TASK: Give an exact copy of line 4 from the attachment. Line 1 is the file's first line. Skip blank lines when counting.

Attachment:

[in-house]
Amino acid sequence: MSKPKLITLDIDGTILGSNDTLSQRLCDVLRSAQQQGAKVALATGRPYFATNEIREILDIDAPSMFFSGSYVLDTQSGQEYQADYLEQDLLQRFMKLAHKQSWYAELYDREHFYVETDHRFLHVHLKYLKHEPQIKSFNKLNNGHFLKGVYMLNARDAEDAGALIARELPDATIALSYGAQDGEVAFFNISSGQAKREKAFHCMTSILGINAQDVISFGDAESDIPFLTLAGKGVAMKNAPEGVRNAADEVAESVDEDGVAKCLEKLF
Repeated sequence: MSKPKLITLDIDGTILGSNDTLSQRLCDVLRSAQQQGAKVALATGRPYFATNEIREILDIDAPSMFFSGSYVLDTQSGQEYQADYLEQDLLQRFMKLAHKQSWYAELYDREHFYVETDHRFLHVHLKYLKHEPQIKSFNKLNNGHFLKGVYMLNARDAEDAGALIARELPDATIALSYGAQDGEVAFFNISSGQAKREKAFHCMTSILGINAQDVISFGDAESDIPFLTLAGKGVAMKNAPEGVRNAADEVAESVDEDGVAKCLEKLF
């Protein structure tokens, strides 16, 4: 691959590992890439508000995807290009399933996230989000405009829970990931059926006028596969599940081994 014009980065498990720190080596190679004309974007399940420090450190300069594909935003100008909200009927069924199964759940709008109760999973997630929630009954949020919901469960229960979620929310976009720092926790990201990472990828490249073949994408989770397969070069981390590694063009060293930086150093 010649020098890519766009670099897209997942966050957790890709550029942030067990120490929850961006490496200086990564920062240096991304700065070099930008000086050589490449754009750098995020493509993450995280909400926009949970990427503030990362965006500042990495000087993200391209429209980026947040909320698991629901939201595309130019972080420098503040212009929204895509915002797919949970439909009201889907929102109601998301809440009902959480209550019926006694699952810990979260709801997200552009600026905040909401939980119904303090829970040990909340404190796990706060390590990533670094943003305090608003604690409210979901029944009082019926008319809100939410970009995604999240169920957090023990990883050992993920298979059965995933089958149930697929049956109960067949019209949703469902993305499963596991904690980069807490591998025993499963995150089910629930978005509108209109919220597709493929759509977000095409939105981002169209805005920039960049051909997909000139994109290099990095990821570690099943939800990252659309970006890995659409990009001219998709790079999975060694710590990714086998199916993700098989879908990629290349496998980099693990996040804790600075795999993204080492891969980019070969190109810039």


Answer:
């Protein structure tokens, strides 16, 4: 691959590992890439508000995807290009399933996230989000405009829970990931059926006028596969599940081994 014009980065498990720190080596190679004309974007399940420090450190300069594909935003100008909200009927069924199964759940709008109760999973997630929630009954949020919901469960229960979620929310976009720092926790990201990472990828490249073949994408989770397969070069981390590694063009060293930086150093 010649020098890519766009670099897209997942966050957790890709550029942030067990120490929850961006490496200086990564920062240096991304700065070099930008000086050589490449754009750098995020493509993450995280909400926009949970990427503030990362965006500042990495000087993200391209429209980026947040909320698991629901939201595309130019972080420098503040212009929204895509915002797919949970439909009201889907929102109601998301809440009902959480209550019926006694699952810990979260709801997200552009600026905040909401939980119904303090829970040990909340404190796990706060390590990533670094943003305090608003604690409210979901029944009082019926008319809100939410970009995604999240169920957090023990990883050992993920298979059965995933089958149930697929049956109960067949019209949703469902993305499963596991904690980069807490591998025993499963995150089910629930978005509108209109919220597709493929759509977000095409939105981002169209805005920039960049051909997909000139994109290099990095990821570690099943939800990252659309970006890995659409990009001219998709790079999975060694710590990714086998199916993700098989879908990629290349496998980099693990996040804790600075795999993204080492891969980019070969190109810039």